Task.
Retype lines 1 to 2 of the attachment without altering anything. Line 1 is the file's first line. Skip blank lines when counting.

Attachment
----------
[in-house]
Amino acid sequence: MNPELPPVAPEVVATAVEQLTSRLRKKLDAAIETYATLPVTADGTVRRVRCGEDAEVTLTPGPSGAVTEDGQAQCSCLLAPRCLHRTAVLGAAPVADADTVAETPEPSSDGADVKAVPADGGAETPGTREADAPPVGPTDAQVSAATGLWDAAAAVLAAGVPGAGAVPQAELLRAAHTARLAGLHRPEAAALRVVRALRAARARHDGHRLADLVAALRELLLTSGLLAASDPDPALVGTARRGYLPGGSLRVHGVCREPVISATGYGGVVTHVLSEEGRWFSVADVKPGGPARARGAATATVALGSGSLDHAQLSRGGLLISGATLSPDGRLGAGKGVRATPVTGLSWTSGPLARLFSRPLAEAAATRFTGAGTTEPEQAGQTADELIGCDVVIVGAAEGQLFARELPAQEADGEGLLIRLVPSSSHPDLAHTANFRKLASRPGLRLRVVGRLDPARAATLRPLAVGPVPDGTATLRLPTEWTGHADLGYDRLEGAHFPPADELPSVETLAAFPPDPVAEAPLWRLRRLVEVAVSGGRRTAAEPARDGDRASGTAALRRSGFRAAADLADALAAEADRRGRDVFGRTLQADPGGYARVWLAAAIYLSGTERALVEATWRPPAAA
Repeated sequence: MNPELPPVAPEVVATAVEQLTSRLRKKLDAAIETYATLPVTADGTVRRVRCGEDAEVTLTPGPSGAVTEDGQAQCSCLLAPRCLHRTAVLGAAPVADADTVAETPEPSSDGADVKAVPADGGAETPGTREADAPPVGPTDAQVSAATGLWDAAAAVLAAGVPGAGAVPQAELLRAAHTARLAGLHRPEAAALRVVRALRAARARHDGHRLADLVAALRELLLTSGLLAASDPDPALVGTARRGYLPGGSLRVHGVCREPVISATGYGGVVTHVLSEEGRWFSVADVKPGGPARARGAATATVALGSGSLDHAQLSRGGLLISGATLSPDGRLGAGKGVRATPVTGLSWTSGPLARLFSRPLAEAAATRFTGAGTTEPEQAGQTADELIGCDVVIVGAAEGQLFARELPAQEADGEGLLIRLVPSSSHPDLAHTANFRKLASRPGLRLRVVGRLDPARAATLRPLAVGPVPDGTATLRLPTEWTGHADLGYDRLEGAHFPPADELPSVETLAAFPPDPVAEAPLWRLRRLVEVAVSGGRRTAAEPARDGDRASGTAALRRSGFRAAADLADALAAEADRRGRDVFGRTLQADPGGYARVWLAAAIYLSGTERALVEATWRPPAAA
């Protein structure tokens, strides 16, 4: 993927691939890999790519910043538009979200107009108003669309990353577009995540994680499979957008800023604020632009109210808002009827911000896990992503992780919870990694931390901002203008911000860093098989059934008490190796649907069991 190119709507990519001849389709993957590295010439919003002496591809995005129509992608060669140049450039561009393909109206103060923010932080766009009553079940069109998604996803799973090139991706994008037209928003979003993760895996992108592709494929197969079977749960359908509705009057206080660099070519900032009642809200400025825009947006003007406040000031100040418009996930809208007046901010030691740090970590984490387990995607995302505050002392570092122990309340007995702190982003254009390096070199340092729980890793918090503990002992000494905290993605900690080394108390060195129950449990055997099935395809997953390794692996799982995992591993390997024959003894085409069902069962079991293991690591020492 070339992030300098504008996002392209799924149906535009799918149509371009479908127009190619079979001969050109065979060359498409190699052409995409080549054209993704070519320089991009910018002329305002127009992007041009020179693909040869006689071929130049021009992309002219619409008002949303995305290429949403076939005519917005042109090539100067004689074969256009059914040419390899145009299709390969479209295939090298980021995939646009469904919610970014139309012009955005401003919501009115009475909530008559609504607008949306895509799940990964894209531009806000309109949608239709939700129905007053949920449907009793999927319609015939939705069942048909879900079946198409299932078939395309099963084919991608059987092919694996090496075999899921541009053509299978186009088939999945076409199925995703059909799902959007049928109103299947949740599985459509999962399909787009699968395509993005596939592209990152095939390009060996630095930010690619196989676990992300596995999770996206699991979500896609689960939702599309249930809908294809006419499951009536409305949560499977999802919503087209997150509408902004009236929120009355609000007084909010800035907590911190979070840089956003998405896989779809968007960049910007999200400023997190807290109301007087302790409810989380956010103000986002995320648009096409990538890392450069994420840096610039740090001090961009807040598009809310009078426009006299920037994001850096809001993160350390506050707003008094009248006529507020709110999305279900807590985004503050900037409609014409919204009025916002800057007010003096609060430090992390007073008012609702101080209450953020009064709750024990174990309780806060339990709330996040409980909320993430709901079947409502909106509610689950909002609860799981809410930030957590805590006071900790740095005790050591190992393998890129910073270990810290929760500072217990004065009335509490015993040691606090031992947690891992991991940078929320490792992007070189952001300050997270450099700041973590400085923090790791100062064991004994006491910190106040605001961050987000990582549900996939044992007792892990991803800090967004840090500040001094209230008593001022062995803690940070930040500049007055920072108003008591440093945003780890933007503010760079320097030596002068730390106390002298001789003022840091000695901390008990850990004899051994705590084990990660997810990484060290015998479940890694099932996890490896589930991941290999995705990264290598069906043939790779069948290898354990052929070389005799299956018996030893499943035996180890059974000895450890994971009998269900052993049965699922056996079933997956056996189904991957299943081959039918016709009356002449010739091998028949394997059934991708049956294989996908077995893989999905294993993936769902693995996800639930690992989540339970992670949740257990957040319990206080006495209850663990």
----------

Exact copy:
[in-house]
Amino acid sequence: MNPELPPVAPEVVATAVEQLTSRLRKKLDAAIETYATLPVTADGTVRRVRCGEDAEVTLTPGPSGAVTEDGQAQCSCLLAPRCLHRTAVLGAAPVADADTVAETPEPSSDGADVKAVPADGGAETPGTREADAPPVGPTDAQVSAATGLWDAAAAVLAAGVPGAGAVPQAELLRAAHTARLAGLHRPEAAALRVVRALRAARARHDGHRLADLVAALRELLLTSGLLAASDPDPALVGTARRGYLPGGSLRVHGVCREPVISATGYGGVVTHVLSEEGRWFSVADVKPGGPARARGAATATVALGSGSLDHAQLSRGGLLISGATLSPDGRLGAGKGVRATPVTGLSWTSGPLARLFSRPLAEAAATRFTGAGTTEPEQAGQTADELIGCDVVIVGAAEGQLFARELPAQEADGEGLLIRLVPSSSHPDLAHTANFRKLASRPGLRLRVVGRLDPARAATLRPLAVGPVPDGTATLRLPTEWTGHADLGYDRLEGAHFPPADELPSVETLAAFPPDPVAEAPLWRLRRLVEVAVSGGRRTAAEPARDGDRASGTAALRRSGFRAAADLADALAAEADRRGRDVFGRTLQADPGGYARVWLAAAIYLSGTERALVEATWRPPAAA